The Mormons are claiming that they are “wholly committed to the New Testament account of …Jesus Christ,” yet their leaders have insisted that he was married and had children, even that he was polygamously married. They insist that he was conceived by physical sex between God and Mary, so that God was literally his father. The Mormon Apostle Bruce R. McConkie said,

The Only Begotten of the Father. (Moses 5:9). These name titles all signify that our Lord is the only Son of the Father in the flesh. Each of the words is to be understood literally. Only means only; Begotten means begotten; and Son means son. Christ was begotten by an Immortal Father in the same way that mortal men are begotten by mortal fathers. – Mormon Doctrine, pp.546-47./p>

The Mormon Church is no longer a backwoods, isolationist group, they are a major corporate empire, and seeking acceptance on all fronts. Their public relations staff are working hard to promote the image of the church as wholesome, family-oriented, righteous people. Claiming to be Christian is a way to get under the guard of those they contact. Those seeking God will see them as another alternative when looking for a local church.

Is 20th Century Mormonism Dying?

It has long been apparent that the phenomenal success of the Mormon Church is in no small measure due to it’s ability to change and adapt. Mormon leaders have long been image conscious and anxious to own the correct reputation. Such concerns have been the driving force behind some remarkable changes in policy and practice over the years. The nineteenth century Mormon Church was isolationist and aggressive, much in the traditional style of new religious movements. Speeches and statements from church leaders frequently reflected inflated ambitions to “rule every nation.” In that rare atmosphere of triumphalism all sorts of wild statements of doctrine and belief were made, leaders never imagining that the world would change so much as to be able to put Mormon claims to the test. One classic example is the following extract from a contemporary journal:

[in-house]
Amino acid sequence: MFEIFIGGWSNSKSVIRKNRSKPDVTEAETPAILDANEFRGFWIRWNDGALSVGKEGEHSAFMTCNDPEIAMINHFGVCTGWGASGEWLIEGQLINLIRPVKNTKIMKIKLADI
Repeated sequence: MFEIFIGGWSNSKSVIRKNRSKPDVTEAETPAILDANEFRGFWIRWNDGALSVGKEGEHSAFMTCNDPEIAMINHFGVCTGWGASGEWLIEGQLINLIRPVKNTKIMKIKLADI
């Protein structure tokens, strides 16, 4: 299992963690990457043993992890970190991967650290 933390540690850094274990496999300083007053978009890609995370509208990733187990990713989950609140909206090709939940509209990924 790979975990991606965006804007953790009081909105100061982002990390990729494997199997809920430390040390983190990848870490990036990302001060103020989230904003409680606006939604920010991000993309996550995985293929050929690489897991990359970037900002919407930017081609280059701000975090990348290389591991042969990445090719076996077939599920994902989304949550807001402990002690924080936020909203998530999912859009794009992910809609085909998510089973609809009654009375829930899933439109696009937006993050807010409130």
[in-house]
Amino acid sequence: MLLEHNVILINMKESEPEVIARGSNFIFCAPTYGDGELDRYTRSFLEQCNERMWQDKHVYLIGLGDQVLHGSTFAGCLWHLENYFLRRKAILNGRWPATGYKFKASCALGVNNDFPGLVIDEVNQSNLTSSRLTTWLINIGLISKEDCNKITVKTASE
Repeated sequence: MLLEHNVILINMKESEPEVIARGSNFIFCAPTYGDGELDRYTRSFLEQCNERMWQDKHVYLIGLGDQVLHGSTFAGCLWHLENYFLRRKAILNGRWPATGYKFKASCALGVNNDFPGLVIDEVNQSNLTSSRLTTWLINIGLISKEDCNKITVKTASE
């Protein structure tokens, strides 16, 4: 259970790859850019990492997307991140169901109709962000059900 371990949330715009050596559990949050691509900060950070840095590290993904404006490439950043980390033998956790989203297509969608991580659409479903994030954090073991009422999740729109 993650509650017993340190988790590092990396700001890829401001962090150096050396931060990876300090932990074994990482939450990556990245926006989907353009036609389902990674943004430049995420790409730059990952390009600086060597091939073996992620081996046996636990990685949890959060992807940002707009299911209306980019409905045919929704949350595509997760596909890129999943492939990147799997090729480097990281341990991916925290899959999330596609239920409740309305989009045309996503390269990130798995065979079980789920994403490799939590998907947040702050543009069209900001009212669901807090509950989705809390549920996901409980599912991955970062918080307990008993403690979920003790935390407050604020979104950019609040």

Inhabitants of the Moon are more of a uniform size than the inhabitants of the Earth, being about 6 feet in height. They dress very much like the quaker Style & are quite general in style, or the one fashion of dress. They live to be very old; comeing [sic] generally, near a thousand years. This is the description of them given by Joseph the Seer, and he could “See” whatever he asked the Father in the name of Jesus to see. – Journal of Oliver B. Huntington.

Again, from the Journal of Discourses we have this from Brigham Young:

Who can tell us of the inhabitants of this little planet that shines of an evening, called the moon?… when you inquire about the inhabitants of that sphere you find that the most learned are as ignorant in regard to them as the ignorant of their fellows. So it is in regard to the inhabitants of the sun. Do you think it is inhabited? I rather think it is. Do you think there is any life there? No question of it. It was not made in vain. – Journal of Discourses, vol.13, p.271.